Justin Walter Credit: Doug Coombe

Update 12.06.18: Windy & Carl will no longer be performing at this event due to a family emergency. Matt Jencik has been added to play an opening set.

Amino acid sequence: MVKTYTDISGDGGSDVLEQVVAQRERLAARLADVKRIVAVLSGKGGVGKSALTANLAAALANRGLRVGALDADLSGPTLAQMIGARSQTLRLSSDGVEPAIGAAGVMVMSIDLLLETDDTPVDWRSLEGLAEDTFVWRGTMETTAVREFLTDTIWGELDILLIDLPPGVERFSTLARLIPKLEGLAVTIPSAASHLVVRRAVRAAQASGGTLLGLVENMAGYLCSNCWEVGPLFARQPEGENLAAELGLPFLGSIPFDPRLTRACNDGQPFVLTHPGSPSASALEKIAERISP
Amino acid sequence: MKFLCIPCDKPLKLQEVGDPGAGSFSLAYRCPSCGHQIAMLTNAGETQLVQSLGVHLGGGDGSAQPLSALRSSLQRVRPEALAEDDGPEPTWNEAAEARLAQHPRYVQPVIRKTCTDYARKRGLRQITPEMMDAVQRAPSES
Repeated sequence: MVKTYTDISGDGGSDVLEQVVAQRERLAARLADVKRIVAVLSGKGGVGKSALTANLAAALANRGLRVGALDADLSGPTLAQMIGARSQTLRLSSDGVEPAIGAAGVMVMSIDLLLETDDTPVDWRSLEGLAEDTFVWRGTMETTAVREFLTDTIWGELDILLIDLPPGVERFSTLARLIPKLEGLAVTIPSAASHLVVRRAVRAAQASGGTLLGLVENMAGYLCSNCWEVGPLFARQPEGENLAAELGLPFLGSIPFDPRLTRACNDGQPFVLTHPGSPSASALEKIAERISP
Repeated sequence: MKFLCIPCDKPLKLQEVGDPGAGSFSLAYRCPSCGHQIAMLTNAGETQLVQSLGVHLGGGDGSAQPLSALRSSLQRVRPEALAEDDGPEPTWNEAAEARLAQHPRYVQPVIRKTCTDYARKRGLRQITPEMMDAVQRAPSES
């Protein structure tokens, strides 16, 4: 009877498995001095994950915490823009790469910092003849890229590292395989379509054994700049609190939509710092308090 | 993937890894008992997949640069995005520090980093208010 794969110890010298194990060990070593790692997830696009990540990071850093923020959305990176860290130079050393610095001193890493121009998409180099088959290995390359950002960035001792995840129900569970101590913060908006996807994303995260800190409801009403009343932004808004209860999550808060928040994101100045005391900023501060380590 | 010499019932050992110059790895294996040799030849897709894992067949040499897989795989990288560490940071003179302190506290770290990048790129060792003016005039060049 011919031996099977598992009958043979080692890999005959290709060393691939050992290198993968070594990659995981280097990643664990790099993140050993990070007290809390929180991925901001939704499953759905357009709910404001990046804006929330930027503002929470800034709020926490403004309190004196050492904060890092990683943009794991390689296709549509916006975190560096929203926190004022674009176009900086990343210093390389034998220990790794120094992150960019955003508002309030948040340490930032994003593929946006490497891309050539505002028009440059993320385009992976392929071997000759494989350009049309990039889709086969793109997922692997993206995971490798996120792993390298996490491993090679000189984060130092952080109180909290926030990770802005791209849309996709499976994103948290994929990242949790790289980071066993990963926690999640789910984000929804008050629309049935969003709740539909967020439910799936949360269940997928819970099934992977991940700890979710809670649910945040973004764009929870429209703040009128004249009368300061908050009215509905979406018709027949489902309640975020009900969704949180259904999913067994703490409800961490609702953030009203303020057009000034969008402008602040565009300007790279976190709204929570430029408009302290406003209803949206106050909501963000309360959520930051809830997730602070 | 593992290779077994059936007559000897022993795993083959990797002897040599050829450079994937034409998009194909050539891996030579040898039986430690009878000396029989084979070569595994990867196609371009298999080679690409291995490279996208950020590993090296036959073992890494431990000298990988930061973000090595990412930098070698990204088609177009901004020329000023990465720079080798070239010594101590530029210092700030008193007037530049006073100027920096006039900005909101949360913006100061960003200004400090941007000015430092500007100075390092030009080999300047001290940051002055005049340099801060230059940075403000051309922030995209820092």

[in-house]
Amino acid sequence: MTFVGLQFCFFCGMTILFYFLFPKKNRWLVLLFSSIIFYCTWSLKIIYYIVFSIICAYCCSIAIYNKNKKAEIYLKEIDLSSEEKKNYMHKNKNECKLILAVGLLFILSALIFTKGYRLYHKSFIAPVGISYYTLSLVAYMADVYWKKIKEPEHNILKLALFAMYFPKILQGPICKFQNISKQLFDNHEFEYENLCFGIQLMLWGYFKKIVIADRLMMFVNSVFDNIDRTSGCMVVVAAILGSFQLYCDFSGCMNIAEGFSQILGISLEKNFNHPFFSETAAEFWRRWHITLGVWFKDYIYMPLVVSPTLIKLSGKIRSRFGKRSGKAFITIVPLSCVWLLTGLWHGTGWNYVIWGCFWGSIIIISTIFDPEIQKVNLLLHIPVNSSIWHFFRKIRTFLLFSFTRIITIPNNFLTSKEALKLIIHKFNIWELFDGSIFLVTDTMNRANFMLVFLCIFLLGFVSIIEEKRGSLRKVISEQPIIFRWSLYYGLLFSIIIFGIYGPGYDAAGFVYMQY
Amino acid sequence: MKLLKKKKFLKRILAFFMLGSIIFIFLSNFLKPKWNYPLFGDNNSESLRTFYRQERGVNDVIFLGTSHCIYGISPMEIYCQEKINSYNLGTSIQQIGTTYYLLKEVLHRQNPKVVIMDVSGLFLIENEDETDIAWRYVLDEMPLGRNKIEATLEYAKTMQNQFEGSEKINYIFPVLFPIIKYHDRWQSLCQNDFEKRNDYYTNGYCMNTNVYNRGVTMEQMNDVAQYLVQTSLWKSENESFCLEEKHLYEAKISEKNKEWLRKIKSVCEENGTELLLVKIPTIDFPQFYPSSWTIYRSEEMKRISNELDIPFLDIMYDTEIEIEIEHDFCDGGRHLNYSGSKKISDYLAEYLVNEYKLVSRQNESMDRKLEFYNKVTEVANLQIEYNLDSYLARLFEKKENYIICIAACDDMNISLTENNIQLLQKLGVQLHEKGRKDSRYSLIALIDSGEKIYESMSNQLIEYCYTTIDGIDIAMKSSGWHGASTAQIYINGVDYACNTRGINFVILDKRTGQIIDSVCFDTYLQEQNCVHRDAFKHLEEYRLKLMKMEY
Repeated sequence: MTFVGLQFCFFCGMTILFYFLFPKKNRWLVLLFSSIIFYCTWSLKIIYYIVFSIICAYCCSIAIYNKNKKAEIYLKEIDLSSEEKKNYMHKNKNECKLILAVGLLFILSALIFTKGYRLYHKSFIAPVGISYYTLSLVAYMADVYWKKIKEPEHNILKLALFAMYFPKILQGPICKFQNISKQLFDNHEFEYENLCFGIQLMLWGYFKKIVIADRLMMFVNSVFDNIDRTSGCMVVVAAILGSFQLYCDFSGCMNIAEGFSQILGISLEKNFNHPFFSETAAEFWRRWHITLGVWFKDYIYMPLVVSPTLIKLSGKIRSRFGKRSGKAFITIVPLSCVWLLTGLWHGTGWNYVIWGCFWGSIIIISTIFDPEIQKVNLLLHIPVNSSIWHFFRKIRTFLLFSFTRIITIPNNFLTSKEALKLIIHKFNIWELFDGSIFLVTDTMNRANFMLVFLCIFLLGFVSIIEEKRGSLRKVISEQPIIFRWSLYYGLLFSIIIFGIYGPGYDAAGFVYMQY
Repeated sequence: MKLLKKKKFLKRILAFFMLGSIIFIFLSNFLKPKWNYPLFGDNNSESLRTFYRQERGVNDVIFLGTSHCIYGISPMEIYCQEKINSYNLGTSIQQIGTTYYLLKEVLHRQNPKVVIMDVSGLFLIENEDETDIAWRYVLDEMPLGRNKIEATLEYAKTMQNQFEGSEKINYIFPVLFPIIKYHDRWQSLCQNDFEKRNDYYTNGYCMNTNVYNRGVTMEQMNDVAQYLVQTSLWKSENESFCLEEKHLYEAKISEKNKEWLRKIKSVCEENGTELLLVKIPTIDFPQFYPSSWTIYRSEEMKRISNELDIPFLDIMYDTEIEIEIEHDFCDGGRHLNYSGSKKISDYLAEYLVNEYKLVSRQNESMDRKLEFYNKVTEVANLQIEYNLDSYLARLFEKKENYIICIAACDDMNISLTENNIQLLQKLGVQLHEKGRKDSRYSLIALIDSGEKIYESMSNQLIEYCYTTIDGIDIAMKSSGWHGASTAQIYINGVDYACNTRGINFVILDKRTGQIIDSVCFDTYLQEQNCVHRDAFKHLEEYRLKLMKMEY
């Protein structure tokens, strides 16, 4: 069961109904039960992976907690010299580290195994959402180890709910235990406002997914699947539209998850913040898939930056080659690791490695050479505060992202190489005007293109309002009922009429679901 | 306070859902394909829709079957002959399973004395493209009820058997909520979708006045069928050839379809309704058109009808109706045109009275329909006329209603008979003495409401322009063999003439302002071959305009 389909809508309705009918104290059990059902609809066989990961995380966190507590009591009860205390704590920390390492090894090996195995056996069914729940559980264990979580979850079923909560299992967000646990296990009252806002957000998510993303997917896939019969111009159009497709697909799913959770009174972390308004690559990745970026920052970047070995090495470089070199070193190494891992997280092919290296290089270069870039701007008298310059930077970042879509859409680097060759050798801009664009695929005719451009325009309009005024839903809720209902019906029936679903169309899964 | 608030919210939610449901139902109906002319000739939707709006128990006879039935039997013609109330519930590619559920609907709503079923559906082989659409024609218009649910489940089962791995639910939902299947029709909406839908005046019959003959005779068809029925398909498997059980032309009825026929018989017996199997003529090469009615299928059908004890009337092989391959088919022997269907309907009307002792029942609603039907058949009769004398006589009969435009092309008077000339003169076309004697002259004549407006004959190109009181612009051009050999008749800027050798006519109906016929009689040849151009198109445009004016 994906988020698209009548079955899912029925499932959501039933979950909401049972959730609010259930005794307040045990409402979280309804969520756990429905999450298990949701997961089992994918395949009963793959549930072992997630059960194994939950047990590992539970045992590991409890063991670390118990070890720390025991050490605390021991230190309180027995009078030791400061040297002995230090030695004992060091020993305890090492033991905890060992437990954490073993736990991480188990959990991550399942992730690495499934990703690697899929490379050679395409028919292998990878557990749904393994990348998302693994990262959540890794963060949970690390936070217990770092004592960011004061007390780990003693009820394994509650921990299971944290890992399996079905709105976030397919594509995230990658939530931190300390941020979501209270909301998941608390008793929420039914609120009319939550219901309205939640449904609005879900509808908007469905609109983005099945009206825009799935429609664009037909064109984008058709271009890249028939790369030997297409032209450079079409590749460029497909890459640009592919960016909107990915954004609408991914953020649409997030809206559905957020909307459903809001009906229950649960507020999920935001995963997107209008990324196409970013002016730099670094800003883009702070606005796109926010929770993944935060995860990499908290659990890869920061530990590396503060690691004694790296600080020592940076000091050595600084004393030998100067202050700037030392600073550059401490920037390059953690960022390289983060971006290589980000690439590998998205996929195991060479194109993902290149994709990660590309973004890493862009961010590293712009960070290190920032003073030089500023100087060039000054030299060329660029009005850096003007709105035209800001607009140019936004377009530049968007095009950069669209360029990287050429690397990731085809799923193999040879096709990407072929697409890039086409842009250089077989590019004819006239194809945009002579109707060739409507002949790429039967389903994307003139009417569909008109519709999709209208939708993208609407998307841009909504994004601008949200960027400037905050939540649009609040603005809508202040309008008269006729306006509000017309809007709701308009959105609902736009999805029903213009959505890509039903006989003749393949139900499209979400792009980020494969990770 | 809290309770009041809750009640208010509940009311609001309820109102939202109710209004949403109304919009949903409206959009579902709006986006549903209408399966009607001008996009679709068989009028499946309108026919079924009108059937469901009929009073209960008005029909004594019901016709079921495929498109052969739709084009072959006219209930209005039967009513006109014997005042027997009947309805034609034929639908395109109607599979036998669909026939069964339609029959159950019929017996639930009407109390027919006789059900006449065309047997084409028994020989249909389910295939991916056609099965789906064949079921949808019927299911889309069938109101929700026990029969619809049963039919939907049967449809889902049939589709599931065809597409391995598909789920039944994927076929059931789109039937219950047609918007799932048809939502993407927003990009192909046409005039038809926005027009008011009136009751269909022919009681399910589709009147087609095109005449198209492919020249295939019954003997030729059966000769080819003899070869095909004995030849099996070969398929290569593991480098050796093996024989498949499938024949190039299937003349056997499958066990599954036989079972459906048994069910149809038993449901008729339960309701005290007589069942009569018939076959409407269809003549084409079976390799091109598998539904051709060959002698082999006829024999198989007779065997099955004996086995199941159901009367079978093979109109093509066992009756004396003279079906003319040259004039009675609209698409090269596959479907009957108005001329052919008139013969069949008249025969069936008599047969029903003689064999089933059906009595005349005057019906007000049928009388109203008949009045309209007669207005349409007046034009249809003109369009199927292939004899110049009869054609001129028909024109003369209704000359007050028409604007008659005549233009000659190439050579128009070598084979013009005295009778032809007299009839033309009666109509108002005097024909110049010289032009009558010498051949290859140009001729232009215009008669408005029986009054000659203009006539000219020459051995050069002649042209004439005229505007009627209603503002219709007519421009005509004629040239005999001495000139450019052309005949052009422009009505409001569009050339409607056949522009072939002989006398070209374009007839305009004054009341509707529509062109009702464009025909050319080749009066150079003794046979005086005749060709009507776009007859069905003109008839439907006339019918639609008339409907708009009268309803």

The drifting, beatless songs and subtly abraded electronic textures of Labradford’s 1993 LP Prazision were a shot across the bow of corporate grunge, indie rock, and pretty much everything else going on in music that year. The album, which was the first release from Kranky, also predicted a future in which musicians would be free to draw upon a much wider array of sounds and stylistic templates. Though the Chicago-born label would come to be strongly associated with ambient and atmospheric music, it never locked into a particular sound. And over the past quarter of a century, it’s sustained relationships with some of the earliest recording artists on its roster while constantly adding new ones. Though Kranky relocated its headquarters to the west coast five years ago, Chicago has been selected by Ambient Church—an organization that sponsors music and light shows in venues more exalted than the average bar—along with New York, Portland, and Los Angeles to take part in the label’s 25th-anniversary celebration. All of the performers at this weekend’s shows at Rockefeller Memorial Chapel are midwesterners with strong Kranky connections. Ann Arbor-based Justin Walter has played trumpet with the Afrobeat combo Nomo and electronics with Colin Stetson. On Unseen Forces, his most recent LP for Kranky, he layers brass, keyboards, and a wind-operated synthesizer known as an Electronic Valve Instrument into pensive, sometimes uneasy soundscapes. Pan American is the name under which ex-Labradford singer and multi-instrumentalist Mark Nelson has played electro-dub and atmospheric, brass-tinged instrumentals since 1997. Though he lives in Chicago, he can go years without performing here, and since he’s just completed a solo tour of Europe playing all new, guitar-oriented material, even longtime fans can expect to hear something they’ve never heard before. Ex-Emeralds keyboardist Steve Hauschildt’s latest album, Dissolvi (Ghostly International), adds streamlined beats and guest vocals to the gently bubbling synthetic textures of his solo records for Kranky. Windy & Carl have been around nearly as long as Kranky and have amassed a massive discography of melancholy songs and liquid instrumentals that includes five albums for the label.  v